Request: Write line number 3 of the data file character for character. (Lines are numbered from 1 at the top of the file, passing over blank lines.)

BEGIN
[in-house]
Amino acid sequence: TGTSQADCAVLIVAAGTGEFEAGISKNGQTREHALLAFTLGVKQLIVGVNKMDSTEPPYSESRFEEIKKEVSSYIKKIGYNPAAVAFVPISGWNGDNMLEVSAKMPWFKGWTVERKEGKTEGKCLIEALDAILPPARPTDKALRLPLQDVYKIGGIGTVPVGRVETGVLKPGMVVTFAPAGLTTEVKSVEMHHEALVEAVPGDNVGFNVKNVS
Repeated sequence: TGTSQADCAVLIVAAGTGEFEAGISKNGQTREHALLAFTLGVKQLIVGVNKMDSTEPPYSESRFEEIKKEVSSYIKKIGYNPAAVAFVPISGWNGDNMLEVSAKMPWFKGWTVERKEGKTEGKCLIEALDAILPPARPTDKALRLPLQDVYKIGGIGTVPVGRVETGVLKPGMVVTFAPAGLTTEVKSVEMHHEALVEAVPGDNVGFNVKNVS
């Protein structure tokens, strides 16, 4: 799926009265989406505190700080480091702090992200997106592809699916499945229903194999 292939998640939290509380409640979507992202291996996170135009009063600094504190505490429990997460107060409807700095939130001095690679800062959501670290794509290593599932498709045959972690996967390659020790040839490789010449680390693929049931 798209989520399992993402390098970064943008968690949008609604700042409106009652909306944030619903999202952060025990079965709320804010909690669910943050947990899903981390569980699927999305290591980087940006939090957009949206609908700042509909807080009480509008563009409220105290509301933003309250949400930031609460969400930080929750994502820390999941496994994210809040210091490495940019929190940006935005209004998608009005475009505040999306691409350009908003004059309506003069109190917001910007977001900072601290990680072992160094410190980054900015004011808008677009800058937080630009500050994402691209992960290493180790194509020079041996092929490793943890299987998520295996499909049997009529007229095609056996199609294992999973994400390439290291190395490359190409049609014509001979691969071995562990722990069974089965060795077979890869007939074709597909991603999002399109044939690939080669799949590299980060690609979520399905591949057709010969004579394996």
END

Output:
Repeated sequence: TGTSQADCAVLIVAAGTGEFEAGISKNGQTREHALLAFTLGVKQLIVGVNKMDSTEPPYSESRFEEIKKEVSSYIKKIGYNPAAVAFVPISGWNGDNMLEVSAKMPWFKGWTVERKEGKTEGKCLIEALDAILPPARPTDKALRLPLQDVYKIGGIGTVPVGRVETGVLKPGMVVTFAPAGLTTEVKSVEMHHEALVEAVPGDNVGFNVKNVS